venkman
Posts: 698
Joined: Tue Mar 14, 2017 10:33 pm

Re: Becoming a Fee-Only Financial Advisor Help

Post by venkman » Thu Dec 14, 2017 10:53 pm

Mr400meterdash wrote:
Thu Dec 14, 2017 6:20 pm
If there are any of you out there who have been fee-only financial advisors or have any knowledge of how to become one, any advice or websites would be very helpful as I do not know where to start!
Assuming you just want to be an investment adviser (as opposed to a CFP, etc.), you need to pass the Series 65 exam and register with the appropriate authority (usually a state Administrator). You can set yourself up as an Investment Adviser and go from there. If you want to actually have custody of client funds, it gets more complicated.

It's probably doable enough if you want to treat it as a side job, where you just meet people somewhere and go over their investment options and they write you a check for a modest amount. If you want it to be a full-time gig, with your own office and everything, that's going to be a lot harder. You'd need to start from nothing and build up a big client base, and you'll be competing against big-name professional firms whose names the public routinely sees advertised on national television.

Here's the depressing part: Both you and I know that people will probably be FAR better off going to you (I'm assuming you're competent and will only provide BH-approved advice. :happy ) than to a firm that charges an annual 1-2% AUM fee. But your potential client base DOESN'T know that. ("Once you know enough to choose a good financial adviser, you no longer need one...") Look at it from an average person's point of view: You know nothing about investing and are a little intimidated by the whole process, so you decide to hire someone to help you with it. You can choose to entrust your life savings to a nationally-branded investment firm, or some independent local guy who seems nice, but you don't know anything about him. As far as you know, they will both do the same thing for you. You figure you might pay a little more with the big firm, but it's probably worth it because they're backed up by their big company's security and analysts and quality control, etc. Plus, they'll only charge you 1.5% per year, which seems like almost nothing, AND they'll deduct it from your account for you--you don't even have to worry about paying! The local guy wants actual money up front.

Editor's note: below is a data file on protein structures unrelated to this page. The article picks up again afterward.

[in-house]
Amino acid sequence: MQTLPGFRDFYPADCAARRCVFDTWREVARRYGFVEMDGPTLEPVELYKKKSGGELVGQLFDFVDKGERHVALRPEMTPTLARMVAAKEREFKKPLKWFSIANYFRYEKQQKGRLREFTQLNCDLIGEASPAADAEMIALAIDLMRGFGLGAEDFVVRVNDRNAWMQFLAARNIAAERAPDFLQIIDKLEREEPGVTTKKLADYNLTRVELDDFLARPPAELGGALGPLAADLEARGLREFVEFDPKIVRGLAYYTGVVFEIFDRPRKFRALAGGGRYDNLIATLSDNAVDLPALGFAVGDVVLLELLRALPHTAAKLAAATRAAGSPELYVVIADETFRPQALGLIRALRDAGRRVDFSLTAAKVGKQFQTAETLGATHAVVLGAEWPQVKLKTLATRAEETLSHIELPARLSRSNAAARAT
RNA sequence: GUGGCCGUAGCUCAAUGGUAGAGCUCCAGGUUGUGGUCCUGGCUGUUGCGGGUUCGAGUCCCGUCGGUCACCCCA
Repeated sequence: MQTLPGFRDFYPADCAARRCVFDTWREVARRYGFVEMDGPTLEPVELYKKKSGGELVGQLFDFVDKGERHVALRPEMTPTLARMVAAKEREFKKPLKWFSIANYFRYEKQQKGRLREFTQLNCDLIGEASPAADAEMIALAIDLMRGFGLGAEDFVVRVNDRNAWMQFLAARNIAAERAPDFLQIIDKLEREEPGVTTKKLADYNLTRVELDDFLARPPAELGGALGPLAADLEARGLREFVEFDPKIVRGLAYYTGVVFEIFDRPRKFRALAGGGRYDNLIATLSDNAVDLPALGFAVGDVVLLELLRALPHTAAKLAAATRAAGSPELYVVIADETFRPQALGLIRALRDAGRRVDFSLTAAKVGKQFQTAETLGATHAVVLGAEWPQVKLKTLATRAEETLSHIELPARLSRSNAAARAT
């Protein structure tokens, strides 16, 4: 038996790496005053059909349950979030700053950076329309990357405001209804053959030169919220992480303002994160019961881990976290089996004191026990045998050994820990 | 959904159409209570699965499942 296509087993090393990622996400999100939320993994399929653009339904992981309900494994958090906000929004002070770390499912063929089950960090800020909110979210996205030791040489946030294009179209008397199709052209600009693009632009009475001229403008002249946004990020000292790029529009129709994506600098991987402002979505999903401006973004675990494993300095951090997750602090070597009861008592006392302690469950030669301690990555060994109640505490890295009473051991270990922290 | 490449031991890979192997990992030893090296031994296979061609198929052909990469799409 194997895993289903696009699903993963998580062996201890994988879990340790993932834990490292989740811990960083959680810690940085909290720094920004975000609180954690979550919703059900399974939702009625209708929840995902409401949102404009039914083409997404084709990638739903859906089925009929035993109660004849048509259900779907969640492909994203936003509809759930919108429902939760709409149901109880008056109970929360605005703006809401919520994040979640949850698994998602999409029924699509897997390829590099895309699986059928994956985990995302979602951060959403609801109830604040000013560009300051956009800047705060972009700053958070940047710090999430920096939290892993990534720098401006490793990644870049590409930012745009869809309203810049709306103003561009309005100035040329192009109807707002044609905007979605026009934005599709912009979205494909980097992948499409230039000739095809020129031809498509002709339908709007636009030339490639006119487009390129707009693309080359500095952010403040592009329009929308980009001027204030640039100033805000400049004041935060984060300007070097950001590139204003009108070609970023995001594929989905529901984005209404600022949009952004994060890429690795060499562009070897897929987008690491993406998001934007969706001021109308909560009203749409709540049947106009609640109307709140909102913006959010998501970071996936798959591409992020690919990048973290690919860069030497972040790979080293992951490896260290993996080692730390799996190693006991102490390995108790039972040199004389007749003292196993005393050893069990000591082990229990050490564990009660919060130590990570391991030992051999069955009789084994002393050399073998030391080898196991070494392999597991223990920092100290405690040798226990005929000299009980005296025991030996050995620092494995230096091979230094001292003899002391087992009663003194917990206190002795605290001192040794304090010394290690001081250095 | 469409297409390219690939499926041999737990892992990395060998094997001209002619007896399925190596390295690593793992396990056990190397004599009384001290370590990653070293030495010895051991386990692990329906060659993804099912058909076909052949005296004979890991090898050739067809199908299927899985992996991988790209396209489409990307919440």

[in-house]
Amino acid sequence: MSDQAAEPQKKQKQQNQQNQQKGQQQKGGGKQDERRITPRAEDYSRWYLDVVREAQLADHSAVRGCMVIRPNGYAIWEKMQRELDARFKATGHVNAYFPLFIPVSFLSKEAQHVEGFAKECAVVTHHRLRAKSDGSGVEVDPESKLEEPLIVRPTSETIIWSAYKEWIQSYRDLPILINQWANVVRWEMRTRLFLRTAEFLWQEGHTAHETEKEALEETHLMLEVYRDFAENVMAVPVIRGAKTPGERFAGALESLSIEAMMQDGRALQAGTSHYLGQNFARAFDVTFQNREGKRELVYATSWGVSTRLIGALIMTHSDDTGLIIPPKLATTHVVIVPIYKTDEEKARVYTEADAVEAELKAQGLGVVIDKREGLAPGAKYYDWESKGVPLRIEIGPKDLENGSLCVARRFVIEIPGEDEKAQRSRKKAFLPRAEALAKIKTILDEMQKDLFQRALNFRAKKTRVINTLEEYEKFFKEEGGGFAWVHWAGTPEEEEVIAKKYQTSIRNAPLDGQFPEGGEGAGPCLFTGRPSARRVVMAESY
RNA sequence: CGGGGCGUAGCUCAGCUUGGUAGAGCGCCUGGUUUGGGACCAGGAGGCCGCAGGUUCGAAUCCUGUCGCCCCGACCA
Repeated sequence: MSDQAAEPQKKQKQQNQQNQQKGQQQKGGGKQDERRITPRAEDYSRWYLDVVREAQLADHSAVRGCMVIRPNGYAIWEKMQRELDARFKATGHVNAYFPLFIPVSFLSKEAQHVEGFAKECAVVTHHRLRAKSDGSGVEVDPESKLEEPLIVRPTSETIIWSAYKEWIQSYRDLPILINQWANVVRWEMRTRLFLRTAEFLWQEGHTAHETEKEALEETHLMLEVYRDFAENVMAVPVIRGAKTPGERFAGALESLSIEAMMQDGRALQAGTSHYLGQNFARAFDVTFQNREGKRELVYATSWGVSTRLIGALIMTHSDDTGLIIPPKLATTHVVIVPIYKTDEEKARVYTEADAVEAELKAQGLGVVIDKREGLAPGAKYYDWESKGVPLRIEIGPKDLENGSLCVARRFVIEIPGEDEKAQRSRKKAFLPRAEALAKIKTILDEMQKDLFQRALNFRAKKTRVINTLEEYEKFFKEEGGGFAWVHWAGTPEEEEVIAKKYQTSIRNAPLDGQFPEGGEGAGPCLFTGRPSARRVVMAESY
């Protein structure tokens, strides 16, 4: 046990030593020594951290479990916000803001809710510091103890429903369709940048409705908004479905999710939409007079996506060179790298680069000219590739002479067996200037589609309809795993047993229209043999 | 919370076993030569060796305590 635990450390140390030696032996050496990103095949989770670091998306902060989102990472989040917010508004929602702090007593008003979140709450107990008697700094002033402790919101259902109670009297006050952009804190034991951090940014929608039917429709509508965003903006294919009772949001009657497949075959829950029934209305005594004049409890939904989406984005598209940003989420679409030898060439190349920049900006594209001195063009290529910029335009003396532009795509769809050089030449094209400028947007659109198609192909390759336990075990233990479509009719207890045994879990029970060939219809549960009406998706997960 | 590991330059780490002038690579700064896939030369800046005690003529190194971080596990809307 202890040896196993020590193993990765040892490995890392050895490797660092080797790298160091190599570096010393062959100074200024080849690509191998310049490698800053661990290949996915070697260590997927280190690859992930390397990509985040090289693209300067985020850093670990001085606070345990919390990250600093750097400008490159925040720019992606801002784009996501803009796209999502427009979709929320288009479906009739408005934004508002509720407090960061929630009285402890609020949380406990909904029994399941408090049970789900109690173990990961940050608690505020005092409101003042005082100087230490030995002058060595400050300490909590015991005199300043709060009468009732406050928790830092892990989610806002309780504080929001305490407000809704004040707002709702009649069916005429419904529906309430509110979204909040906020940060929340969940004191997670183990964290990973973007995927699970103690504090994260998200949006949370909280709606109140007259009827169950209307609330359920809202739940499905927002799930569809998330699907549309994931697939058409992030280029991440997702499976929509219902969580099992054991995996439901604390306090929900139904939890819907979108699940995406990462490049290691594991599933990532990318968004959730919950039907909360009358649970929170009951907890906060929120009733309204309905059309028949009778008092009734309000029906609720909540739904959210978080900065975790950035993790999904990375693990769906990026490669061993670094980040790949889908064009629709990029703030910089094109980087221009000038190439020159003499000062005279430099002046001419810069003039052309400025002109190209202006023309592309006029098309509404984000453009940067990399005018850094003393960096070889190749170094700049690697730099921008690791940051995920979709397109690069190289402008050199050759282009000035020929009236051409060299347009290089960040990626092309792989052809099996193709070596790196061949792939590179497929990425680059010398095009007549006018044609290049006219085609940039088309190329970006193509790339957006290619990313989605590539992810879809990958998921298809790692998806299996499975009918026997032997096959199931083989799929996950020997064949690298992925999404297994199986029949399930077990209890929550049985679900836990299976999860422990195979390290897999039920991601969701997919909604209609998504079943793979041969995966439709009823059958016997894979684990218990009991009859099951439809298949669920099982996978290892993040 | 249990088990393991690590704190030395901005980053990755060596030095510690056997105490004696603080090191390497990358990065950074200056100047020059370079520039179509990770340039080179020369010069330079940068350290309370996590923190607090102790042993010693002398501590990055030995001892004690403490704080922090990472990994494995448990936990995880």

I'm not saying it can't possibly work; I'm just saying it might be a good idea to temper your expectations. Whatever you decide, good luck with it. :happy

Mr400meterdash
Posts: 54
Joined: Wed Dec 13, 2017 10:24 am

Re: Becoming a Fee-Only Financial Advisor Help

Post by Mr400meterdash » Fri Dec 15, 2017 10:38 am

venkman wrote:
Thu Dec 14, 2017 10:53 pm
Mr400meterdash wrote:
Thu Dec 14, 2017 6:20 pm
If there are any of you out there who have been fee-only financial advisors or have any knowledge of how to become one, any advice or websites would be very helpful as I do not know where to start!
Assuming you just want to be an investment adviser (as opposed to a CFP, etc.), you need to pass the Series 65 exam and register with the appropriate authority (usually a state Administrator). You can set yourself up as an Investment Adviser and go from there. If you want to actually have custody of client funds, it gets more complicated.

It's probably doable enough if you want to treat it as a side job, where you just meet people somewhere and go over their investment options and they write you a check for a modest amount. If you want it to be a full-time gig, with your own office and everything, that's going to be a lot harder. You'd need to start from nothing and build up a big client base, and you'll be competing against big-name professional firms whose names the public routinely sees advertised on national television.